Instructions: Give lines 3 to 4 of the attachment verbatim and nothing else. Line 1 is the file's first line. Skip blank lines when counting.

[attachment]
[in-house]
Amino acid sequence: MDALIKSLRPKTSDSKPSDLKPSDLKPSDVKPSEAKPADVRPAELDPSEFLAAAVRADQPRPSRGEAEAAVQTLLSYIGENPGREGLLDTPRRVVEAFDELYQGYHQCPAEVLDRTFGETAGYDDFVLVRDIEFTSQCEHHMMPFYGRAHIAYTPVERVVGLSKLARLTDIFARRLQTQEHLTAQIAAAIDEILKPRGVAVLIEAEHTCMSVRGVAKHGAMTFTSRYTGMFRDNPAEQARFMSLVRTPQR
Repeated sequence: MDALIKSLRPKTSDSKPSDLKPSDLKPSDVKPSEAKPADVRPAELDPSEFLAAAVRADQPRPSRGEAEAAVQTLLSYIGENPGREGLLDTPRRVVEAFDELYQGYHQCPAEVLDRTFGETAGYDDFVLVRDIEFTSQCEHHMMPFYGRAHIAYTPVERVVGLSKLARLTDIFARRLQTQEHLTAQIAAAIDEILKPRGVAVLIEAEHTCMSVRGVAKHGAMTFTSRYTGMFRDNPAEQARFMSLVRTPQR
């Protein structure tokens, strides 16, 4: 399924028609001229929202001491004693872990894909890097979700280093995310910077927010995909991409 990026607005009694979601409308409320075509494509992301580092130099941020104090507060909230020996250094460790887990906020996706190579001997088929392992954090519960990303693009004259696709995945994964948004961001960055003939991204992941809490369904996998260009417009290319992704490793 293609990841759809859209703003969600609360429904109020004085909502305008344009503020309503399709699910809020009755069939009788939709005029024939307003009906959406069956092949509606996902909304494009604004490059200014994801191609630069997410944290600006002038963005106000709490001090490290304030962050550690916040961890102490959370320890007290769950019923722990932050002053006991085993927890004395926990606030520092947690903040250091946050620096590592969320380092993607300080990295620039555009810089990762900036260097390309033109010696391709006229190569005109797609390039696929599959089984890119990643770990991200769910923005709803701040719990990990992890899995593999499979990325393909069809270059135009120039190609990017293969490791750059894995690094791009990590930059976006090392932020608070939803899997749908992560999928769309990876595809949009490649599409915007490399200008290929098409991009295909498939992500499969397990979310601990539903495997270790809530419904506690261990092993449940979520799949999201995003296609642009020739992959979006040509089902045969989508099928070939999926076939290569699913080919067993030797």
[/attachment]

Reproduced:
Repeated sequence: MDALIKSLRPKTSDSKPSDLKPSDLKPSDVKPSEAKPADVRPAELDPSEFLAAAVRADQPRPSRGEAEAAVQTLLSYIGENPGREGLLDTPRRVVEAFDELYQGYHQCPAEVLDRTFGETAGYDDFVLVRDIEFTSQCEHHMMPFYGRAHIAYTPVERVVGLSKLARLTDIFARRLQTQEHLTAQIAAAIDEILKPRGVAVLIEAEHTCMSVRGVAKHGAMTFTSRYTGMFRDNPAEQARFMSLVRTPQR
């Protein structure tokens, strides 16, 4: 399924028609001229929202001491004693872990894909890097979700280093995310910077927010995909991409 990026607005009694979601409308409320075509494509992301580092130099941020104090507060909230020996250094460790887990906020996706190579001997088929392992954090519960990303693009004259696709995945994964948004961001960055003939991204992941809490369904996998260009417009290319992704490793 293609990841759809859209703003969600609360429904109020004085909502305008344009503020309503399709699910809020009755069939009788939709005029024939307003009906959406069956092949509606996902909304494009604004490059200014994801191609630069997410944290600006002038963005106000709490001090490290304030962050550690916040961890102490959370320890007290769950019923722990932050002053006991085993927890004395926990606030520092947690903040250091946050620096590592969320380092993607300080990295620039555009810089990762900036260097390309033109010696391709006229190569005109797609390039696929599959089984890119990643770990991200769910923005709803701040719990990990992890899995593999499979990325393909069809270059135009120039190609990017293969490791750059894995690094791009990590930059976006090392932020608070939803899997749908992560999928769309990876595809949009490649599409915007490399200008290929098409991009295909498939992500499969397990979310601990539903495997270790809530419904506690261990092993449940979520799949999201995003296609642009020739992959979006040509089902045969989508099928070939999926076939290569699913080919067993030797």